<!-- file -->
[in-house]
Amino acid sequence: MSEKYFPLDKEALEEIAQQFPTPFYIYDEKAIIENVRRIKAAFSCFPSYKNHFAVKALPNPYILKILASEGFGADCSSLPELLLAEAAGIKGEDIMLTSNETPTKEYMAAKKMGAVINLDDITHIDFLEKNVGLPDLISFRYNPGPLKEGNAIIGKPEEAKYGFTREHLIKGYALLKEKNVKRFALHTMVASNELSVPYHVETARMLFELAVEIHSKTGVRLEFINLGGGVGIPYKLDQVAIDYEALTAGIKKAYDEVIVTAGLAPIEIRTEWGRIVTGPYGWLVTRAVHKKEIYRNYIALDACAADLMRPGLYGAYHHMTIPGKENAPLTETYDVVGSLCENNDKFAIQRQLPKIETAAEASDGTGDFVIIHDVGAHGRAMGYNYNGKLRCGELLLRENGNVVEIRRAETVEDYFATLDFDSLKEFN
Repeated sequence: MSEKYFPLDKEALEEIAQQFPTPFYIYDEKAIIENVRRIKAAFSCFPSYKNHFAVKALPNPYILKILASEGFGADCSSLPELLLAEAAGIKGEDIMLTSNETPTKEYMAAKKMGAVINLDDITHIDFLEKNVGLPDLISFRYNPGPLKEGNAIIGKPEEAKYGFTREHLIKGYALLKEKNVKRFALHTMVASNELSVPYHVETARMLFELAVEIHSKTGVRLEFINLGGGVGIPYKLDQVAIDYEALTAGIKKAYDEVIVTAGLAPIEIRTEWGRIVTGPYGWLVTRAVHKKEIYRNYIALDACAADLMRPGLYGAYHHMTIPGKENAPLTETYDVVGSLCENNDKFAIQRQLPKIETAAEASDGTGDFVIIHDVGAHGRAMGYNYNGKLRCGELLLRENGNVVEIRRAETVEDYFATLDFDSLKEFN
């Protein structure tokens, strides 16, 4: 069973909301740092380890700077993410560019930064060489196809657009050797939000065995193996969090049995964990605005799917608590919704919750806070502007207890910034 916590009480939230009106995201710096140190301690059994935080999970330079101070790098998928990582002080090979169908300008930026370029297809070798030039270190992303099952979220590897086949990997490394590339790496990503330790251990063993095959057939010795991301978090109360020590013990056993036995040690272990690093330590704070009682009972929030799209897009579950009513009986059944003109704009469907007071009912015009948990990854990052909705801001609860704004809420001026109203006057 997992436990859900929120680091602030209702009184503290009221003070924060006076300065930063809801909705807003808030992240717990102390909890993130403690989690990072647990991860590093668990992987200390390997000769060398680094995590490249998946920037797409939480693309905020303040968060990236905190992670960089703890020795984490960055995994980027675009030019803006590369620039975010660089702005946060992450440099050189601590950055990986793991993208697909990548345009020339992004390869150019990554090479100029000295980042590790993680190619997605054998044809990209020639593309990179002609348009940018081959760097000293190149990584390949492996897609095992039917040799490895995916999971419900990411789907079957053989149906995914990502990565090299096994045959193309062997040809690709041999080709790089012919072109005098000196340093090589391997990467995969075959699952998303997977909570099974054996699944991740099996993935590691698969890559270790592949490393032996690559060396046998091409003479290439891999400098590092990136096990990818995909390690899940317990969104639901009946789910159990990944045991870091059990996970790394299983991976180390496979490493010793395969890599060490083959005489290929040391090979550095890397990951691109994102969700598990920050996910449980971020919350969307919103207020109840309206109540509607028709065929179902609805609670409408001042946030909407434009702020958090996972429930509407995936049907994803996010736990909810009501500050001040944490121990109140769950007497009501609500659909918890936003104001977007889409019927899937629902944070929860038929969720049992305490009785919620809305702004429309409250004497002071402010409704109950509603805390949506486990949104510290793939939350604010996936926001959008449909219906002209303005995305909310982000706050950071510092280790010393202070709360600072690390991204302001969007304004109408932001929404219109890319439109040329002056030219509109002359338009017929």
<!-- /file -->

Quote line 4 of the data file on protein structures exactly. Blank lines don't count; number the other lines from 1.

């Protein structure tokens, strides 16, 4: 069973909301740092380890700077993410560019930064060489196809657009050797939000065995193996969090049995964990605005799917608590919704919750806070502007207890910034 916590009480939230009106995201710096140190301690059994935080999970330079101070790098998928990582002080090979169908300008930026370029297809070798030039270190992303099952979220590897086949990997490394590339790496990503330790251990063993095959057939010795991301978090109360020590013990056993036995040690272990690093330590704070009682009972929030799209897009579950009513009986059944003109704009469907007071009912015009948990990854990052909705801001609860704004809420001026109203006057 997992436990859900929120680091602030209702009184503290009221003070924060006076300065930063809801909705807003808030992240717990102390909890993130403690989690990072647990991860590093668990992987200390390997000769060398680094995590490249998946920037797409939480693309905020303040968060990236905190992670960089703890020795984490960055995994980027675009030019803006590369620039975010660089702005946060992450440099050189601590950055990986793991993208697909990548345009020339992004390869150019990554090479100029000295980042590790993680190619997605054998044809990209020639593309990179002609348009940018081959760097000293190149990584390949492996897609095992039917040799490895995916999971419900990411789907079957053989149906995914990502990565090299096994045959193309062997040809690709041999080709790089012919072109005098000196340093090589391997990467995969075959699952998303997977909570099974054996699944991740099996993935590691698969890559270790592949490393032996690559060396046998091409003479290439891999400098590092990136096990990818995909390690899940317990969104639901009946789910159990990944045991870091059990996970790394299983991976180390496979490493010793395969890599060490083959005489290929040391090979550095890397990951691109994102969700598990920050996910449980971020919350969307919103207020109840309206109540509607028709065929179902609805609670409408001042946030909407434009702020958090996972429930509407995936049907994803996010736990909810009501500050001040944490121990109140769950007497009501609500659909918890936003104001977007889409019927899937629902944070929860038929969720049992305490009785919620809305702004429309409250004497002071402010409704109950509603805390949506486990949104510290793939939350604010996936926001959008449909219906002209303005995305909310982000706050950071510092280790010393202070709360600072690390991204302001969007304004109408932001929404219109890319439109040329002056030219509109002359338009017929």